So do these numbers comfort you? If not, that’s a problem. Already, security measures—pervasive ID checkpoints, metal detectors, and phalanxes of security guards—increasingly clot the pathways of our public lives. It’s easy to overreact when an atrocity takes place—to heed those who promise safety if only we will give the authorities the “tools” they want by surrendering to them some of our liberty. As President Franklin Roosevelt in his first inaugural speech said, “The only thing we have to fear is fear itself— nameless, unreasoning, unjustified terror which paralyzes needed efforts to convert retreat into advance.” However, with risks this low there is no reason for us not to continue to live our lives as though terrorism doesn’t matter—because it doesn’t really matter. We ultimately vanquish terrorism when we refuse to be terrorized.

There must be a point when Americans must choose for themselves. Either a) We can be tremendously inconvenienced by new airline security measures and minimize the risk of a terrorist attack, or b) We can accept the risk of flying, knowing that there is a chance that terrorists may assemble explosives on board if liquids are once again allowed on board.

I’m not advocating one or another. Do I hate the fact that every time I fly now that I must check luggage? Definitely. Will I feel secure because I, along with any potential terrorist, had to do the same? More secure, yes. Completely secure, never.

Reiterating this post, I would like TSA and other government officials to move beyond the liquid issue and explore the new and next way a terrorist will plot to destroy aircraft.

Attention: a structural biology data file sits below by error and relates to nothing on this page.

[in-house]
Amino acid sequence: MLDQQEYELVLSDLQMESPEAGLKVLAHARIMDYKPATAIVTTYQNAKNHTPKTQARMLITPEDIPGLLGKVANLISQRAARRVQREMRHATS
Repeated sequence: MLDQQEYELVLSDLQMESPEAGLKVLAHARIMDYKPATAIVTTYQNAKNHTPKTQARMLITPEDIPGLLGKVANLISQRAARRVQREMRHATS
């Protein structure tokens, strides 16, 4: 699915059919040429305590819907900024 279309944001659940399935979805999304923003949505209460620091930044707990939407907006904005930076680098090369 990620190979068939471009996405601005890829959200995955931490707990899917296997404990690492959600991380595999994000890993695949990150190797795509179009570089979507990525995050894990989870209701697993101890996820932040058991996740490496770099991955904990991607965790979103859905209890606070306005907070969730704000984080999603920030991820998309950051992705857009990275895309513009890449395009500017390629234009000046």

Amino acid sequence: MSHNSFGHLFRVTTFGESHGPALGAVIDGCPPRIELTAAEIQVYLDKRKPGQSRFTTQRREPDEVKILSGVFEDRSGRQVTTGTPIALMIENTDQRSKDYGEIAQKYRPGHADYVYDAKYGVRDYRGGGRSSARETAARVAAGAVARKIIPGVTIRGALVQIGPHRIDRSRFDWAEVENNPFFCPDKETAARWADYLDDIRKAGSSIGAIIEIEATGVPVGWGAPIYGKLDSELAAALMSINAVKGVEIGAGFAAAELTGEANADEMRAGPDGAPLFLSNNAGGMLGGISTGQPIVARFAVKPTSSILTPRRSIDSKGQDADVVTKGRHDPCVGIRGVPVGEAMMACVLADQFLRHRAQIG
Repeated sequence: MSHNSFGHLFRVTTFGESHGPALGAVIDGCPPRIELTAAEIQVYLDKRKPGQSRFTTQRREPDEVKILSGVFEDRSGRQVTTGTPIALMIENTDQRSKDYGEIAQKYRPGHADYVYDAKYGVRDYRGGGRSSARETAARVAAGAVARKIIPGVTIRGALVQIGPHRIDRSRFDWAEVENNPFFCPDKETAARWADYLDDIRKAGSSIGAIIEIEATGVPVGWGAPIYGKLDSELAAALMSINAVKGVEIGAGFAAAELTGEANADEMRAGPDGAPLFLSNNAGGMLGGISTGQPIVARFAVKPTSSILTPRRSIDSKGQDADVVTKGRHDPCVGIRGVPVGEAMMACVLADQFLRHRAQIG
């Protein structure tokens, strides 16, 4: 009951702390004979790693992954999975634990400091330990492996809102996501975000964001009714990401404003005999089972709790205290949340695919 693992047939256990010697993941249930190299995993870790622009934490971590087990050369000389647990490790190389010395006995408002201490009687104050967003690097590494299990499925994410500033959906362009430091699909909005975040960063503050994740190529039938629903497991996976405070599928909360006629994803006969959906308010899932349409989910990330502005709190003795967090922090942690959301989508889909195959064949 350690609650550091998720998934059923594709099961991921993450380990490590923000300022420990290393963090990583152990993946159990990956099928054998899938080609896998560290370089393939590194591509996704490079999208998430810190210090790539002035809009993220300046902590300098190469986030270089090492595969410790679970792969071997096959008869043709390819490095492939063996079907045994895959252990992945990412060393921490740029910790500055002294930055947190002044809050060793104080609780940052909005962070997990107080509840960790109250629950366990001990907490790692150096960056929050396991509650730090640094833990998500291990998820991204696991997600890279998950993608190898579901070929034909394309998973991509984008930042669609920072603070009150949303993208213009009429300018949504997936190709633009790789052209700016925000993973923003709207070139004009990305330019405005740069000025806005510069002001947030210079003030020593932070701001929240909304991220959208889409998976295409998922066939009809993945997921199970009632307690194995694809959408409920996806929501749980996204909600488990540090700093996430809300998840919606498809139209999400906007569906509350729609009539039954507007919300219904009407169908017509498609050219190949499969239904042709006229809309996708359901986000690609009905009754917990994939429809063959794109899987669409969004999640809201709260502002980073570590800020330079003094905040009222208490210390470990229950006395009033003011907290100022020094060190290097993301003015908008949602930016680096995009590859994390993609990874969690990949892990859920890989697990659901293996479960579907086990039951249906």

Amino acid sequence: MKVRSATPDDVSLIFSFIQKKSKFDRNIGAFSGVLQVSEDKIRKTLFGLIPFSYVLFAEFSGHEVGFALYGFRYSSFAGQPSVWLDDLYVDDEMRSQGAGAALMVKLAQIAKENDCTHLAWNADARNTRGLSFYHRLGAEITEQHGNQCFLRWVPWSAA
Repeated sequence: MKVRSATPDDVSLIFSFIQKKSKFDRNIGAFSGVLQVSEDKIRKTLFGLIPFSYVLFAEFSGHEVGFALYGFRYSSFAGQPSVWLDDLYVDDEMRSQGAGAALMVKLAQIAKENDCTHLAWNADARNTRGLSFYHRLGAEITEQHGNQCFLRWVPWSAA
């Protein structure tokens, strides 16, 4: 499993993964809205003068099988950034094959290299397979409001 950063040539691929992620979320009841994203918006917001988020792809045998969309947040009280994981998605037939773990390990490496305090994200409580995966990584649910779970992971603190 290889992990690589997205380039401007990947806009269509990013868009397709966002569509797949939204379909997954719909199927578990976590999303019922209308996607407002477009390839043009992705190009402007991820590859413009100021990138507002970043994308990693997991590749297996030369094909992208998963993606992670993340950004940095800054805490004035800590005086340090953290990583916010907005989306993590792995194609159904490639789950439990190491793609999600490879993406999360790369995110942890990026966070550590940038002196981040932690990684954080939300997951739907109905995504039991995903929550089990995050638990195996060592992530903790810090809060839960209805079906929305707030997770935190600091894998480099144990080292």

Posted in britain, terrorism, uk | Leave a Comment »

this article made my heart stop … more than once

Posted by theintelgirl on August 15, 2006

British Muslims, Pakistan, face scrutiny

Allow me to point out some of the heart-stopping passages:

But the latest arrests also underlined the polarization of many Muslims. A number of opinion polls over the past year have found that a substantial minority would like to see Islamic law instituted in heavily-Muslim areas of Britain and that nearly half identified themselves as Muslim first and British second. Some 10 percent in some surveys also justified or said they understood the motivations of the London bombers.

A man who gave his name as Abu Abdullhah appeared on Sky News television to argue that Muslims were justifiably angered by the Bush administration’s goal of democratizing the Middle East.

“Democracy,” he said, “is a crime in Islam” and “people who voted for Tony Blair are guilty” because of Mr. Blair’s support for the American-led war in Iraq.

muslim first, citizen second.  this is an appalling issue that will no doubt rear its ugly head in the United States.  I believe what Britain is facing right now with Muslims is what America was facing just a few months ago with illegal immigrants (with the major difference, of course, being that immigrants of Hispanic-origin don’t go around planning deadly attacks in the name of God).  Muslims arrive in Britain, and in general, refuse to integrate into society, and adhere to their own cultural norms.  that itself is upsetting, but not nearly as much as this:

Not only do they refuse to acclimate into society, but they demand special treatment.  does anyone remember the Muslim woman in Florida who wouldn’t take off her hijab for her driver’s license photo?  wait wait, what about the strong “suggestions” Muslim spokespersons gave to Western newspapers regarding the mohammed cartoons?  and let’s not forget that a public official can’t go to a pro-Israel rally, without going to a pro-RoP rally (because politicians are never one-sided on issues).

i lived in a Middle Eastern country.  I had to acclimate.  I had to learn the language, abide by the disgusting customs, and deal with the anti-woman rhetoric everyday.  so glad to see that Muslims in western don’t feel bound by the same obligations.

Posted in Uncategorized | Leave a Comment »

some general comments on today’s news

Posted by theintelgirl on August 10, 2006

A lot has gone on today, so I’m going to make some general comments

  • The general reactive nature of airline security makes me nervous.
  1. No one ever thought that fanatics would use airplanes as missiles. they did. and now we reinforce airline doors and tackle unruly passengers